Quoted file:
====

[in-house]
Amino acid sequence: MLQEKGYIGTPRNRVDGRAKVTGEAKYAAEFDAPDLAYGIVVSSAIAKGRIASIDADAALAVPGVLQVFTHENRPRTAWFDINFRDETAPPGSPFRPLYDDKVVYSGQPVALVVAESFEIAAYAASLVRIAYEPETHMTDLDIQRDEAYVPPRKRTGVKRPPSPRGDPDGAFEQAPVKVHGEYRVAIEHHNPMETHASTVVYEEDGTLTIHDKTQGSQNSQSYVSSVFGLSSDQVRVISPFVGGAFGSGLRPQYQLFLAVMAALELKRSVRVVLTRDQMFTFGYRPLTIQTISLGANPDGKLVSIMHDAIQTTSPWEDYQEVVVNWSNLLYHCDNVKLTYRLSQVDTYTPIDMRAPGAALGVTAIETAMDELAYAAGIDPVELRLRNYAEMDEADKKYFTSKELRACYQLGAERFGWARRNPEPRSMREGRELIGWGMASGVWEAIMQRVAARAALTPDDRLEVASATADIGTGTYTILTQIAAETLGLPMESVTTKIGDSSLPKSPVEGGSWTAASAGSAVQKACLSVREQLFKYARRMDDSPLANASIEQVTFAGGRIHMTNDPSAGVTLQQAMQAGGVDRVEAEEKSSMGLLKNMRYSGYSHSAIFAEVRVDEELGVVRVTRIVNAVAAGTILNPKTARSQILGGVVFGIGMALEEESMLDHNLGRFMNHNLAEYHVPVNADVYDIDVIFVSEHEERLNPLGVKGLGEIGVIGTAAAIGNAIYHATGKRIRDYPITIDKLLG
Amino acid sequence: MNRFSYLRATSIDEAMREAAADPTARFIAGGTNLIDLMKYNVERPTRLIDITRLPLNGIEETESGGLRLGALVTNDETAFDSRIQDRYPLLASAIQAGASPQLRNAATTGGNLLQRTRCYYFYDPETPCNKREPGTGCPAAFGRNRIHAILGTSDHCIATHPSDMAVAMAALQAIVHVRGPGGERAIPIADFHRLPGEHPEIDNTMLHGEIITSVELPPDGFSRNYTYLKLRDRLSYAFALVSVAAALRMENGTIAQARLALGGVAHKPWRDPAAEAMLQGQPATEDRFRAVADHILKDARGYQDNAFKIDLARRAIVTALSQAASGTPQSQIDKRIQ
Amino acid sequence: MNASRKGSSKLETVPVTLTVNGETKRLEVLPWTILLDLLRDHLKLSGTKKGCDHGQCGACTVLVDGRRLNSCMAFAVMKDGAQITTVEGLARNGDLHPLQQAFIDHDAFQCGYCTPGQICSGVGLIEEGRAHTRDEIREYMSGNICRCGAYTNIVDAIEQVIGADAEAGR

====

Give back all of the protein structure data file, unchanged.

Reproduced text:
[in-house]
Amino acid sequence: MLQEKGYIGTPRNRVDGRAKVTGEAKYAAEFDAPDLAYGIVVSSAIAKGRIASIDADAALAVPGVLQVFTHENRPRTAWFDINFRDETAPPGSPFRPLYDDKVVYSGQPVALVVAESFEIAAYAASLVRIAYEPETHMTDLDIQRDEAYVPPRKRTGVKRPPSPRGDPDGAFEQAPVKVHGEYRVAIEHHNPMETHASTVVYEEDGTLTIHDKTQGSQNSQSYVSSVFGLSSDQVRVISPFVGGAFGSGLRPQYQLFLAVMAALELKRSVRVVLTRDQMFTFGYRPLTIQTISLGANPDGKLVSIMHDAIQTTSPWEDYQEVVVNWSNLLYHCDNVKLTYRLSQVDTYTPIDMRAPGAALGVTAIETAMDELAYAAGIDPVELRLRNYAEMDEADKKYFTSKELRACYQLGAERFGWARRNPEPRSMREGRELIGWGMASGVWEAIMQRVAARAALTPDDRLEVASATADIGTGTYTILTQIAAETLGLPMESVTTKIGDSSLPKSPVEGGSWTAASAGSAVQKACLSVREQLFKYARRMDDSPLANASIEQVTFAGGRIHMTNDPSAGVTLQQAMQAGGVDRVEAEEKSSMGLLKNMRYSGYSHSAIFAEVRVDEELGVVRVTRIVNAVAAGTILNPKTARSQILGGVVFGIGMALEEESMLDHNLGRFMNHNLAEYHVPVNADVYDIDVIFVSEHEERLNPLGVKGLGEIGVIGTAAAIGNAIYHATGKRIRDYPITIDKLLG
Amino acid sequence: MNRFSYLRATSIDEAMREAAADPTARFIAGGTNLIDLMKYNVERPTRLIDITRLPLNGIEETESGGLRLGALVTNDETAFDSRIQDRYPLLASAIQAGASPQLRNAATTGGNLLQRTRCYYFYDPETPCNKREPGTGCPAAFGRNRIHAILGTSDHCIATHPSDMAVAMAALQAIVHVRGPGGERAIPIADFHRLPGEHPEIDNTMLHGEIITSVELPPDGFSRNYTYLKLRDRLSYAFALVSVAAALRMENGTIAQARLALGGVAHKPWRDPAAEAMLQGQPATEDRFRAVADHILKDARGYQDNAFKIDLARRAIVTALSQAASGTPQSQIDKRIQ
Amino acid sequence: MNASRKGSSKLETVPVTLTVNGETKRLEVLPWTILLDLLRDHLKLSGTKKGCDHGQCGACTVLVDGRRLNSCMAFAVMKDGAQITTVEGLARNGDLHPLQQAFIDHDAFQCGYCTPGQICSGVGLIEEGRAHTRDEIREYMSGNICRCGAYTNIVDAIEQVIGADAEAGR